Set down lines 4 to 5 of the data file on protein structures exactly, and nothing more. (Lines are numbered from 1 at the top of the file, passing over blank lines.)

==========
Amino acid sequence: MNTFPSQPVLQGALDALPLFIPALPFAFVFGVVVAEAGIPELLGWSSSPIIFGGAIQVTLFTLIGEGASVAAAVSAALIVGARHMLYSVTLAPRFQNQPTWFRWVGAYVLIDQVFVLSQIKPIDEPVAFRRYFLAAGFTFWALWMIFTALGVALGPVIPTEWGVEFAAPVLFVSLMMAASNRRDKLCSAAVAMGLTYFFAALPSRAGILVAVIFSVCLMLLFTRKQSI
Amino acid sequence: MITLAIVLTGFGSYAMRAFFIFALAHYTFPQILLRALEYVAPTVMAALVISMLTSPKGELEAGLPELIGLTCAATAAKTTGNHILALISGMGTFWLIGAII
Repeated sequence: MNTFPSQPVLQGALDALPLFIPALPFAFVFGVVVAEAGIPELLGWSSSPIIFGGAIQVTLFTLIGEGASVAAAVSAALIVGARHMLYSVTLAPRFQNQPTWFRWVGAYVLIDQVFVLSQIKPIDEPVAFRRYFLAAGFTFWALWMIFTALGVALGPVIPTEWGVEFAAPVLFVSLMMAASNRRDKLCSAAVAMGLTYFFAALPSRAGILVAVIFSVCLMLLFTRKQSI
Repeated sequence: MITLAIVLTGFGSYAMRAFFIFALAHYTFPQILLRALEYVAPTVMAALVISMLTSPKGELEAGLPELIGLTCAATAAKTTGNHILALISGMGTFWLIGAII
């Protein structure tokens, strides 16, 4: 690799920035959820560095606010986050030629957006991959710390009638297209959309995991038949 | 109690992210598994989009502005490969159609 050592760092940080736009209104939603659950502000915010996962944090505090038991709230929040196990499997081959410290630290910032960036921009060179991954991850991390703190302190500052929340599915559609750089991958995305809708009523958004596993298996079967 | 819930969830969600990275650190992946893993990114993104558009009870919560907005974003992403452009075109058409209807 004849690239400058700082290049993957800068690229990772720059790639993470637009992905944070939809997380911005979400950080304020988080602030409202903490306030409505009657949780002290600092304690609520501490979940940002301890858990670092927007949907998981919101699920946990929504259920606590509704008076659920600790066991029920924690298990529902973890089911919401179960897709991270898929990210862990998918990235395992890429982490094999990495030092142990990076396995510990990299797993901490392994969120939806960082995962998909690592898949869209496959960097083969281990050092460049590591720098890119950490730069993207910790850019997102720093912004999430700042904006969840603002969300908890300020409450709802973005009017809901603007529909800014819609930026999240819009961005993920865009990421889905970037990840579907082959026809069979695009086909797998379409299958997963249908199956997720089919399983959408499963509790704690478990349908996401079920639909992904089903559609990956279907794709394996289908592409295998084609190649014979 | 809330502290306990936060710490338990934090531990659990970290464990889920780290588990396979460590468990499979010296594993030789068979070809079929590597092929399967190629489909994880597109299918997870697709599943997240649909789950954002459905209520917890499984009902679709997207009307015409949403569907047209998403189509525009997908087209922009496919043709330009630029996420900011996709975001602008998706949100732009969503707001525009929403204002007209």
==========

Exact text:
Repeated sequence: MITLAIVLTGFGSYAMRAFFIFALAHYTFPQILLRALEYVAPTVMAALVISMLTSPKGELEAGLPELIGLTCAATAAKTTGNHILALISGMGTFWLIGAII
């Protein structure tokens, strides 16, 4: 690799920035959820560095606010986050030629957006991959710390009638297209959309995991038949 | 109690992210598994989009502005490969159609 050592760092940080736009209104939603659950502000915010996962944090505090038991709230929040196990499997081959410290630290910032960036921009060179991954991850991390703190302190500052929340599915559609750089991958995305809708009523958004596993298996079967 | 819930969830969600990275650190992946893993990114993104558009009870919560907005974003992403452009075109058409209807 004849690239400058700082290049993957800068690229990772720059790639993470637009992905944070939809997380911005979400950080304020988080602030409202903490306030409505009657949780002290600092304690609520501490979940940002301890858990670092927007949907998981919101699920946990929504259920606590509704008076659920600790066991029920924690298990529902973890089911919401179960897709991270898929990210862990998918990235395992890429982490094999990495030092142990990076396995510990990299797993901490392994969120939806960082995962998909690592898949869209496959960097083969281990050092460049590591720098890119950490730069993207910790850019997102720093912004999430700042904006969840603002969300908890300020409450709802973005009017809901603007529909800014819609930026999240819009961005993920865009990421889905970037990840579907082959026809069979695009086909797998379409299958997963249908199956997720089919399983959408499963509790704690478990349908996401079920639909992904089903559609990956279907794709394996289908592409295998084609190649014979 | 809330502290306990936060710490338990934090531990659990970290464990889920780290588990396979460590468990499979010296594993030789068979070809079929590597092929399967190629489909994880597109299918997870697709599943997240649909789950954002459905209520917890499984009902679709997207009307015409949403569907047209998403189509525009997908087209922009496919043709330009630029996420900011996709975001602008998706949100732009969503707001525009929403204002007209």